Could you situate this project in historical context?
Garza: The last time that black people were surveyed en masse, in this shape and form, was during Reconstruction. So after slavery was formally abolished in the country, the U.S. government did a wide-ranging survey of newly emancipated black people and how to best integrate former slaves into broader society. The largest survey of black people since then has been done by Pew Research Center, which had a sample size of about 2500 people. And so we think this project is long overdue, especially given the political conditions that exist in our communities and in our country.
Walk me through how it will work. How are you going to reach 200,000 people?
Garza: We have two strategies to be able to reach that number of people. We are partnering with Color of Change and their partners throughout our ecosystem to make sure that the survey gets to black people far and wide. And then, we have chosen 20 states that we understand are concentrated with black communities who are often left out of conversations—including black people who are living in rural areas, who are immigrants, who identify as lesbian, gay, bisexual, transgender and gender nonconforming, who are incarcerated and formerly incarcerated. In order to get there, we are training 100 black organizers from each of those 20 states to be able to not only administer the survey, but also learn some of the nuts and bolts of the skills that we think are necessary to build independent, progressive political power among black people.
Razza: We've looked at that survey instrument, here at Demos. And one of the things that I think is so important about it is that it is a survey of black life, overall. What our hopes and dreams are and also, what our experiences have been—and how all of that is impacting our health, our mental health, and our perspectives on the political questions of the day. This is a very broad census, which is different from the kinds of surveys that we often often see.
Exum: From the visual perspective, we wanted to also show a range of black people in the photos that we used [on the survey website]—queer black people, black people who are live below the poverty line. We want the website to look inclusive so that all black people felt like this was a space for them.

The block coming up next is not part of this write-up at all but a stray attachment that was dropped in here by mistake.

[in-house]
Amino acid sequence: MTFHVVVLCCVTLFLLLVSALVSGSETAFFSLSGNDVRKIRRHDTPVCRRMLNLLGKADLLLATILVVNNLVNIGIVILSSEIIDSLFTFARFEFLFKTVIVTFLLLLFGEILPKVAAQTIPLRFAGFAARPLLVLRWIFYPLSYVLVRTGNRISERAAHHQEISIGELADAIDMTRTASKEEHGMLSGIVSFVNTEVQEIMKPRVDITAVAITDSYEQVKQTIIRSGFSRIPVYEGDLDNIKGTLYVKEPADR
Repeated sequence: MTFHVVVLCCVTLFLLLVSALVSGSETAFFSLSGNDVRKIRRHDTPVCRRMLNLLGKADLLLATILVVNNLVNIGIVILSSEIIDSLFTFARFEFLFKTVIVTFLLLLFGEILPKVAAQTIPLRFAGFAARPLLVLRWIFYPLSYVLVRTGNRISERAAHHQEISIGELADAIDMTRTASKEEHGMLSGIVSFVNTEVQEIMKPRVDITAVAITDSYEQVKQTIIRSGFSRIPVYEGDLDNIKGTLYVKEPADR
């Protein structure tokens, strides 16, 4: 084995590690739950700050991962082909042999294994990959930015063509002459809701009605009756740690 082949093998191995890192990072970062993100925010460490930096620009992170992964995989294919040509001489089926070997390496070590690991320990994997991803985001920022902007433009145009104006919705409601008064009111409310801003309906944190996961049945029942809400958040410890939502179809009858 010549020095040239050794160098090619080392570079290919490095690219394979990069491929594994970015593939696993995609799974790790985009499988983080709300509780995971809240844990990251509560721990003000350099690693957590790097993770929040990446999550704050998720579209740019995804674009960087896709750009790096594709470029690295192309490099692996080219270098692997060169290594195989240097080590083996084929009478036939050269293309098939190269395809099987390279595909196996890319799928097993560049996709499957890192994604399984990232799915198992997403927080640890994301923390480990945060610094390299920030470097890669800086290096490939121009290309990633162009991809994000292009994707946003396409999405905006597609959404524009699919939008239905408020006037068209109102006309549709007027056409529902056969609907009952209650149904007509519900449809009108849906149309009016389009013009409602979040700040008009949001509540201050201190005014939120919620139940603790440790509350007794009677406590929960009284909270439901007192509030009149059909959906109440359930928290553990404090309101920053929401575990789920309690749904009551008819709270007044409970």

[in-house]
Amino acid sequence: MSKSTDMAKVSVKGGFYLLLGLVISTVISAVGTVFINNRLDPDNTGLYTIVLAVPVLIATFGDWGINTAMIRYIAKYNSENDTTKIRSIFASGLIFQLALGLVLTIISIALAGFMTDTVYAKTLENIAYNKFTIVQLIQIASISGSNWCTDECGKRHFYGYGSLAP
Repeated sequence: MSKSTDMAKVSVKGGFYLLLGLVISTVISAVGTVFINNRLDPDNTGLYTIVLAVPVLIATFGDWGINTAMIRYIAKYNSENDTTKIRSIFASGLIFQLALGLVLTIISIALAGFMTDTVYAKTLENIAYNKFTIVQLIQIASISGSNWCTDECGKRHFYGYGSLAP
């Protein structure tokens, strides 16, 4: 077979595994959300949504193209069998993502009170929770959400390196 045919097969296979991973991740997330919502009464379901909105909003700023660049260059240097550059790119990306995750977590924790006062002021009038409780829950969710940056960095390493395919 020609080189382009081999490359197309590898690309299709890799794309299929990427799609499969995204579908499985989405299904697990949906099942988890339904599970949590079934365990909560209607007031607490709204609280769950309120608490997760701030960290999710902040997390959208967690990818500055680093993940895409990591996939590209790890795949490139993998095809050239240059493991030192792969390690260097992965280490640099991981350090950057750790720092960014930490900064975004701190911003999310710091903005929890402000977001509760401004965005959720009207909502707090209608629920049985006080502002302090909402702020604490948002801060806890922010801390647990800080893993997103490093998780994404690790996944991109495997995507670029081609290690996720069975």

How are you ensuring that people intending to distort the results aren’t taking the online survey?
Garza: We have done a lot of thinking about this because we anticipated that there would be some people who would try to troll the site, or take the site down, or add responses to skew results. What we're doing is [putting in place] a number of different strategies on the backend that make sure that responses that we're collecting are not phony. There's a set of factors that we use to assess that. Thus far, we've collected almost 5000 surveys online. And of those 5000, about 3-400 are those that we think are not from black people or from folks who are trolling—they have obviously absurd answers. Although it is tricky in some ways because because we know that black communities are not a monolith and that there is going to be a range of responses to the questions we're asking.
Hatch: How we're trying to make this happen is through asking, for example, for Color of Change members to really be involved in making sure that their peers are answering the survey. It also highlights the importance of the offline element of the survey, where there is less capacity for trolls to move in.
Since you’re focusing on 20 states, is there a fear that you might be leaving some voices out?